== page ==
8. New York Dock Co

Copy Link
160 Imlay Street
Brooklyn, NY 11231

Quick! Before Est4te Four's renovation of the warehouse at 160 Imlay Street into luxury condos progresses any further, go check out the the buildings that used to store a variety of goods that would come into and go out of the adjacent port in the early 1900s. During World War I, the Dock warehouse at 162 Imlay Street was used as a government army base. Brownstoner reported in 2013 that 162 Imlay is currently used by Christie's Auction House as an art storage warehouse.

Loading comments...

1. Red Hook Grain Terminal

80 Halleck St, Brooklyn, NY 11231

This off-limits structure at the mouth of the Gowanus Canal has had a tumultuous history. Built in 1922, the grain silo traded hands to the Port Authority in 1944 after failing to turn a profit. The 12-story high, 430-foot long terminal was decommissioned in 1965, and has sat vacant since. The large building now attracts visitors of the curious variety, like photographers and urban explorers. "It's just amazing to see a structure like this in a city where it no longer belongs. It's seeing two New Yorks," photographer Ali Hussain said about his incredible photos from inside the factory. Those photos are about as close as anyone's going to get to the building nowadays. There are no plans in the works for the looming structure.

80 Halleck St
Brooklyn, NY 11231

2. Erie Basin Park

1 Beard St, Brooklyn, NY 11231

The neighborhood's Erie Basin Park may be new, but remnants of the waterfront site's former life still exist. The park was developed by Ikea as a concession to the neighborhood after it established its brand there on the former site of the historic Todd Shipyard, a boat repair yard that had been operational since the Civil War. All that remains of the site's past are some gigantic and alluring industrial lifts, now flanked by landscaped surrounds with lots of seating.

1 Beard St
Brooklyn, NY 11231

3. Beard St. Warehouses

141 Beard St., 481 Van Brunt St., 499 Van Brunt St, Brooklyn, NY 11231

These Civil War-era structures were built by Jeremiah P. Robinson and William Beard in the 1860s and 70s. Today, they're split into smaller commercial and industrial spaces.

141 Beard St., 481 Van Brunt St., 499 Van Brunt St
Brooklyn, NY 11231

4. Red Hook Trolley Cars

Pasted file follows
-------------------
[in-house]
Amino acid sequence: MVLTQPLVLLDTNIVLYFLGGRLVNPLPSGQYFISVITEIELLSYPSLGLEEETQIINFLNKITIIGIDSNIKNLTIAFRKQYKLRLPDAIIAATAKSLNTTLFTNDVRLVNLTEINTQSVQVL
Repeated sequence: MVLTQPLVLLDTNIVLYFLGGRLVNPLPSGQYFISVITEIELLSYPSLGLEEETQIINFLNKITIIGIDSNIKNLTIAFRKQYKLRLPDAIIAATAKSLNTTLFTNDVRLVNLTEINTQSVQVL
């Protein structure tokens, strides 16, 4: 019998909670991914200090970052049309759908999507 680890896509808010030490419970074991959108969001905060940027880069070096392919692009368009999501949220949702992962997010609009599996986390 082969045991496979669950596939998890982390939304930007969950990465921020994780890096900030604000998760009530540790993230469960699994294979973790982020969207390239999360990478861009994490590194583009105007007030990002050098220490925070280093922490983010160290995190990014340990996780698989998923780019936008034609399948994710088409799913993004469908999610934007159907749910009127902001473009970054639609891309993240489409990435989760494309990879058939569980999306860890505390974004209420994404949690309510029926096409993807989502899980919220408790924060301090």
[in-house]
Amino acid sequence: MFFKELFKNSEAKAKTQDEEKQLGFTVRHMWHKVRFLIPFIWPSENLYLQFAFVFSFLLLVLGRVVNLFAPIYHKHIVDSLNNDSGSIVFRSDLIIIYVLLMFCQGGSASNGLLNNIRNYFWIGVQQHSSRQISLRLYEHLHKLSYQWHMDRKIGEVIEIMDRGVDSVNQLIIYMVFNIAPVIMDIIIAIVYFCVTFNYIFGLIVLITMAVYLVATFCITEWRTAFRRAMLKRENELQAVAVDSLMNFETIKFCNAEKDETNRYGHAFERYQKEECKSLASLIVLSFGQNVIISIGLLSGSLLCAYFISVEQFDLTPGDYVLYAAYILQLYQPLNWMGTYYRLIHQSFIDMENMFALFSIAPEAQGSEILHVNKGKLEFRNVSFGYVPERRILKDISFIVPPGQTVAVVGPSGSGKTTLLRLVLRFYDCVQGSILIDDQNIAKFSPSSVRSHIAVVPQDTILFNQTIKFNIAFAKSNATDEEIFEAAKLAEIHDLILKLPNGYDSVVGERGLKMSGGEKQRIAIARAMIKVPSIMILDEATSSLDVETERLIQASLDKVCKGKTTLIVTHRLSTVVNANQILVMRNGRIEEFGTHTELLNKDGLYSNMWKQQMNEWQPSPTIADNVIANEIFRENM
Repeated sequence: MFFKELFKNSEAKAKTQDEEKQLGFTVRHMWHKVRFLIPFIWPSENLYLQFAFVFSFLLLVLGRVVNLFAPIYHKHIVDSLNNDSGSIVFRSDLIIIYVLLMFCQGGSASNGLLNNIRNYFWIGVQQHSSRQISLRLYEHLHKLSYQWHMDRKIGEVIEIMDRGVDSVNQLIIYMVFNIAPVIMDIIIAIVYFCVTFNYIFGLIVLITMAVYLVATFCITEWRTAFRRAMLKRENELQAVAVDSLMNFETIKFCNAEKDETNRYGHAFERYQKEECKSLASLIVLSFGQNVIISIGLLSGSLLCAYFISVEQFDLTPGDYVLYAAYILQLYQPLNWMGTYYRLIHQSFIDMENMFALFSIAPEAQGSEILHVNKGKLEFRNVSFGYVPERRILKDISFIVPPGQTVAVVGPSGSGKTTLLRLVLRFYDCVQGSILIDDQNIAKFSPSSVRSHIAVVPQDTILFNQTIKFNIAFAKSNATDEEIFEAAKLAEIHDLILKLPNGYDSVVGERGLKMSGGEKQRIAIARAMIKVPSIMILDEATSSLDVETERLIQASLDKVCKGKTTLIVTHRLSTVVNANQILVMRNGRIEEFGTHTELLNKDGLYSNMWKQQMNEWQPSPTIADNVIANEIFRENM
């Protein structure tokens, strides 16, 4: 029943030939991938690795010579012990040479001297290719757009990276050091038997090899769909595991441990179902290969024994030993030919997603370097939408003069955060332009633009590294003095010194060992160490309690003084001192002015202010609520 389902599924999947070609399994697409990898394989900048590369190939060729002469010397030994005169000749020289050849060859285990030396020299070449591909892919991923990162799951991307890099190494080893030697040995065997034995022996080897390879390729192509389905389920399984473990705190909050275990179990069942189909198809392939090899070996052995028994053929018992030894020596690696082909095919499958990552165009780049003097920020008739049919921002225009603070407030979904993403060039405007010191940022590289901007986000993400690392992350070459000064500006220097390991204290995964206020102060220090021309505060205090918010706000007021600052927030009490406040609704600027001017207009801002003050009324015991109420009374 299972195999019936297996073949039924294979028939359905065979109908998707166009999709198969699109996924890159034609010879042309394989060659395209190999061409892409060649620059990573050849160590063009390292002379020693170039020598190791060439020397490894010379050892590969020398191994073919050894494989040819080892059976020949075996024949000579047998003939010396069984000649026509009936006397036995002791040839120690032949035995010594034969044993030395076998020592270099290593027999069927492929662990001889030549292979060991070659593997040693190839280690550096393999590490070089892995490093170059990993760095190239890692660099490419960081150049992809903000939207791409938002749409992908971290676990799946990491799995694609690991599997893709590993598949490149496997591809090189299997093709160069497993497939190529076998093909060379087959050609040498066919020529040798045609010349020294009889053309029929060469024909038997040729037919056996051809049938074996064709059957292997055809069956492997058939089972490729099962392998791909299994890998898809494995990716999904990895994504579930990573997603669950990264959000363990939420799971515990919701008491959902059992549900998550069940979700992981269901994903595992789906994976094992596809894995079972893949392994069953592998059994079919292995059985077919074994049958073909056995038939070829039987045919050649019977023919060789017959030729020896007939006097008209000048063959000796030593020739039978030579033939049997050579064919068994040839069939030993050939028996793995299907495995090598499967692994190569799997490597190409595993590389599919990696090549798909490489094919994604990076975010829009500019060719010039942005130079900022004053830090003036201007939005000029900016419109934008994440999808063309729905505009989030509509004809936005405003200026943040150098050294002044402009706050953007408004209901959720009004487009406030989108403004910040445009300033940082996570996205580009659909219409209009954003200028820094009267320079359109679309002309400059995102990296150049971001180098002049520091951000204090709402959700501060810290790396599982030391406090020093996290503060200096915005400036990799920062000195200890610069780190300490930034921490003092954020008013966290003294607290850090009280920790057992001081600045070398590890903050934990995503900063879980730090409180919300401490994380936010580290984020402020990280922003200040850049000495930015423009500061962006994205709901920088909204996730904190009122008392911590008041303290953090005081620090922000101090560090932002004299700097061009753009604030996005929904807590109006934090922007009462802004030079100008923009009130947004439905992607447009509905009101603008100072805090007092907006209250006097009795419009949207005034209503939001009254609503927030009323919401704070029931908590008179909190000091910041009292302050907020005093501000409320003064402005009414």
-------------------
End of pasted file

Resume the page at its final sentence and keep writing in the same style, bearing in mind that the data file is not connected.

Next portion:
500 Van Brunt Street, Brooklyn, NY 11231

The trolley cars tucked behind Fairway Market at the Red Hook waterfront may seem oddly placed, and they are; but they were never meant to remain there. The trolley cars are a remnant of Brooklyn explorer Bob Diamond's plan to build a rail line connecting Red Hook with Downtown Brooklyn. With cooperation from the city, Diamond began to amass the 1897 F. Schuckert and Co. trolleys and build track in the 1990's. The city cut its funding to Diamond's project, and Diamond was not able to sustain it independently. The trolley's were eventually evicted from the nearby warehouse where they were being stored and left at their new waterfront locale. Image via Forgotten NY.

500 Van Brunt Street
Brooklyn, NY 11231

5. Red Hook Winery

Pier 41, Brooklyn, NY 11231

Remember, this is theoretically a walking tour so this stop is to help participants get warm. The winery is in Pier 41 which was built in the 1870s by Col. Daniel Richards as a shipping warehouse center. Bask in the building's history (and excellent views) while warming up with its libations.

Pier 41
Brooklyn, NY 11231

6. Louis Valentino, Jr. Park & Pier

Coffey St & Ferris St., Brooklyn, NY 11231

Now a park named after a firefighter killed in the line of duty, this land was formerly part of the historic Fort Defiance used in 1776's Battle of Brooklyn. The fort was "situated in such a manner as to command the harbor entirely" and was damaged gravely in battle on August 27, 1776. Nowadays, the pier and park have lovely views out to the statue of liberty and Verrazano-Narrows Bridge. It's also a hop, skip, and jump away from Steve's Authentic Key Lime Pies.

Coffey St & Ferris St.
Brooklyn, NY 11231

7. Pioneer Works

159 Pioneer St., Brooklyn, NY 11231

Now home to an interdisciplinary art gallery, the building at 159 Pioneer Street was once the home of Pioneer Iron Works, which the gallery's website describes as "one of the largest machine manufacturers in the United States—constructing ships, boilers, tanks, sheet iron, detachable railroad tracks, grain elevators, and machinery for sugar plantations." Built in 1866, the building was decimated by a fire in 1881 and rebuilt soon after. Pioneer Iron Works occupied the space until the mid-1900s, after which Time Moving Company used the building for storage.

159 Pioneer St.
Brooklyn, NY 11231

8. New York Dock Co

160 Imlay Street, Brooklyn, NY 11231

Quick! Before Est4te Four's renovation of the warehouse at 160 Imlay Street into luxury condos progresses any further, go check out the the buildings that used to store a variety of goods that would come into and go out of the adjacent port in the early 1900s. During World War I, the Dock warehouse at 162 Imlay Street was used as a government army base. Brownstoner reported in 2013 that 162 Imlay is currently used by Christie's Auction House as an art storage warehouse.

160 Imlay Street
Brooklyn, NY 11231